There is an awful lot of speculation about Brown resigning (very, very unlikely) or being challenged for the Leadership. I can't see it, for several reasons:
(i) There is no obvious alternative. Certainly there are plenty of names being bandied around: Jack Straw, David (or even Ed) Milliband, Ed Balls, Charles Clarke, Alan Milburn, Alan Johnson, James Purnell (God help us all...), David Burnham, Uncle Tom Cobley... But none of these is the
obvious successor (the phrase "all chiefs and no Indians" comes to mind). This might make for: (a) a game of wait-and-see with each hoping one of the others will make the challenge (on the principle that "he who wields the dagger fails to win the crown", what one might call "the Heseltine principle") which will benefit Brown - if no one
is actually first
to step forward, and/or (ii) a messy battle for the succession.
(ii) Anyone replacing Brown inherits the same problems. A new Leader cannot "magic away" the credit crunch and falling house prices, and the increase in the price of oil and food. A new Leader will still face the problem of trying to lead the party to a fourth
election victory (which has only been achieved once in the 20C, in 1992). Whoever it is will be someone who has been (even if he is not now) a Cabinet Minister, and can no more claim to be untainted by any percieved Labour failures than can Brown.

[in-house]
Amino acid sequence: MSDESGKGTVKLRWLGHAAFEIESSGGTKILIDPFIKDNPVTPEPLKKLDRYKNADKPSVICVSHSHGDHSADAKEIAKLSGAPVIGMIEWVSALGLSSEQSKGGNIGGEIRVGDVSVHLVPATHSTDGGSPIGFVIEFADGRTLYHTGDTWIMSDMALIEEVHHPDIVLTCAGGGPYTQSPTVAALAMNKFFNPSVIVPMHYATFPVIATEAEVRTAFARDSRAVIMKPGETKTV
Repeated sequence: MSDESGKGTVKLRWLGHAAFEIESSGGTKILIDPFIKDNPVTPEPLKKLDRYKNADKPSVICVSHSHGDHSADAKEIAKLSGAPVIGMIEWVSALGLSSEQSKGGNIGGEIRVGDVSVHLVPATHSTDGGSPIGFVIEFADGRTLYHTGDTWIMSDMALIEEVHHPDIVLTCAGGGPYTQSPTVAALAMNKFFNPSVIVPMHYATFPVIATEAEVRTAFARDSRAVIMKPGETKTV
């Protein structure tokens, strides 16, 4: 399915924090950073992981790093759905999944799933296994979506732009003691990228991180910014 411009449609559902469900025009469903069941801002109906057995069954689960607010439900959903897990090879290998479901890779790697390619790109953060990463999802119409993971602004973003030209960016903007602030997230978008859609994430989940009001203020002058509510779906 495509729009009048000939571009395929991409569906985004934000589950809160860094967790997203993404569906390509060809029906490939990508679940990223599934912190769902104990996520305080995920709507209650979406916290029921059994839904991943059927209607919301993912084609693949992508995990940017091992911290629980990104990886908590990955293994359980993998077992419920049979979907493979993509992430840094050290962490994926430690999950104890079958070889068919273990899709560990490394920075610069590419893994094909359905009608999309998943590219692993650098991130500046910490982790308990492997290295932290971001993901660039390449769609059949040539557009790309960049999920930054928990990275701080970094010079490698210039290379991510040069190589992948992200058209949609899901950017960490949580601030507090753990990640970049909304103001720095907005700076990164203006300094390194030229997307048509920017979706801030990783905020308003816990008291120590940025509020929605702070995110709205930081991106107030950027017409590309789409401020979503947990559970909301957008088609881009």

(iii) Who would want the job? With Labour trailing in the polls, cruising for election defeat, it could be a short-lived Leadership (although a new Leader could pin the blame for defeat on his predecessor). Most likely candidates will probably wait until after the next election (if Labour loses Brown will go, if there is a hung Parliament he will go, and if Labour wins with a much reduced majority - who can say?).
(iv) A party which changes Leader rather too often looks like it has lost its way. To lose one Leader might be a misfortune, but to lose two, one so soon after the other, and so close to an election, begins to look like carelessness...
(v) Even if Labour loses Crewe and Nantwich, which seems likely (although it will be very close) Brown has the blessing that the summer is almost upon us. Politics will be suspended for a couple of months. When everyone returns - from Cape Cod or Scotland or wherever - it will be, what, a year-and-a-half at most
from the General Election? And leaving an election to the last minute makes the Government look "frit" and gives no room to recover if things go pear-shaped (not that they aren't already) in the last few months. It's a bit late to be changing Generals.
(vi) Some are arguing that it might be a good thing if Labour lost
next time, rather than scrape through and suffer obliteration the time after that, and lose office for a generation. It will, the argument goes, give Labour time to regroup and redefine its goals - best done in Opposition. If Cameron proves a busted flush in office Labour can lose the next one, win after that, and perhaps secure a second or third term thereafter. This it seems to me is a very
optimistic scenario, and if it were me I wouldn't bet the farm on it. If the Tories win next time they could be there for a very long time. True, they will inherit an economy in difficulty, but they can blame the previous Labour Government for that (after ten years Labour can't play this card so easily).
Politaholic is not optimistic, but I think Labour will have to soldier on with Brown, and try to use the summer to figure out what to do next...